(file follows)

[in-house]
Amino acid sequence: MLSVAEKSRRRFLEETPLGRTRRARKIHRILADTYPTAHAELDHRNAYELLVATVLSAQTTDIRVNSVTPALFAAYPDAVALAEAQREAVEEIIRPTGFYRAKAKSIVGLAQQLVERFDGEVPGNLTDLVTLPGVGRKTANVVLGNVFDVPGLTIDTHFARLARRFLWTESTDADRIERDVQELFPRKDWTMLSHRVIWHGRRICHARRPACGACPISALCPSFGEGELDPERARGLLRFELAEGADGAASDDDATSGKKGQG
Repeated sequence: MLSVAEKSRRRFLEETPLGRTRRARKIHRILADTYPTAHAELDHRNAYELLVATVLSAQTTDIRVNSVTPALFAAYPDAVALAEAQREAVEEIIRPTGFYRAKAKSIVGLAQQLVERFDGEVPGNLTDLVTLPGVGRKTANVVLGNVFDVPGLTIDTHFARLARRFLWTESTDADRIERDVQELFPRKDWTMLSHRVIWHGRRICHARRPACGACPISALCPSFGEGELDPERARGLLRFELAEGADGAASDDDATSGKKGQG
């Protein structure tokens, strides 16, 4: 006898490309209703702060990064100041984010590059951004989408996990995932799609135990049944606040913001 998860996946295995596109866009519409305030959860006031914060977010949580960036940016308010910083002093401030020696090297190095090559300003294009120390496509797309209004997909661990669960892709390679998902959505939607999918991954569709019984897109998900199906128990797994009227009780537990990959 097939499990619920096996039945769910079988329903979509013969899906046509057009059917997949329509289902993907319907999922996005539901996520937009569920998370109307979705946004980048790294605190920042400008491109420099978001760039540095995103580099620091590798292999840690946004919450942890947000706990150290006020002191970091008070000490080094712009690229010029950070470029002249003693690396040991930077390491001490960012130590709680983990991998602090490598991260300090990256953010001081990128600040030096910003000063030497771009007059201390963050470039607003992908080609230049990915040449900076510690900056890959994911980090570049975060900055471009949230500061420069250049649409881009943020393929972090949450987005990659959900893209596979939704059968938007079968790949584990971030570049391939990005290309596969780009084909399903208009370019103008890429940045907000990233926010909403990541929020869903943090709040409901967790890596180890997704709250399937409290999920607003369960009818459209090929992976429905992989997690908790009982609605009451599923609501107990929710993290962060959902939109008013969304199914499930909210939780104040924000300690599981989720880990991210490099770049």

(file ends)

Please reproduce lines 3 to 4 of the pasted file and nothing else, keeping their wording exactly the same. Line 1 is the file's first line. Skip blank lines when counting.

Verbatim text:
Repeated sequence: MLSVAEKSRRRFLEETPLGRTRRARKIHRILADTYPTAHAELDHRNAYELLVATVLSAQTTDIRVNSVTPALFAAYPDAVALAEAQREAVEEIIRPTGFYRAKAKSIVGLAQQLVERFDGEVPGNLTDLVTLPGVGRKTANVVLGNVFDVPGLTIDTHFARLARRFLWTESTDADRIERDVQELFPRKDWTMLSHRVIWHGRRICHARRPACGACPISALCPSFGEGELDPERARGLLRFELAEGADGAASDDDATSGKKGQG
């Protein structure tokens, strides 16, 4: 006898490309209703702060990064100041984010590059951004989408996990995932799609135990049944606040913001 998860996946295995596109866009519409305030959860006031914060977010949580960036940016308010910083002093401030020696090297190095090559300003294009120390496509797309209004997909661990669960892709390679998902959505939607999918991954569709019984897109998900199906128990797994009227009780537990990959 097939499990619920096996039945769910079988329903979509013969899906046509057009059917997949329509289902993907319907999922996005539901996520937009569920998370109307979705946004980048790294605190920042400008491109420099978001760039540095995103580099620091590798292999840690946004919450942890947000706990150290006020002191970091008070000490080094712009690229010029950070470029002249003693690396040991930077390491001490960012130590709680983990991998602090490598991260300090990256953010001081990128600040030096910003000063030497771009007059201390963050470039607003992908080609230049990915040449900076510690900056890959994911980090570049975060900055471009949230500061420069250049649409881009943020393929972090949450987005990659959900893209596979939704059968938007079968790949584990971030570049391939990005290309596969780009084909399903208009370019103008890429940045907000990233926010909403990541929020869903943090709040409901967790890596180890997704709250399937409290999920607003369960009818459209090929992976429905992989997690908790009982609605009451599923609501107990929710993290962060959902939109008013969304199914499930909210939780104040924000300690599981989720880990991210490099770049």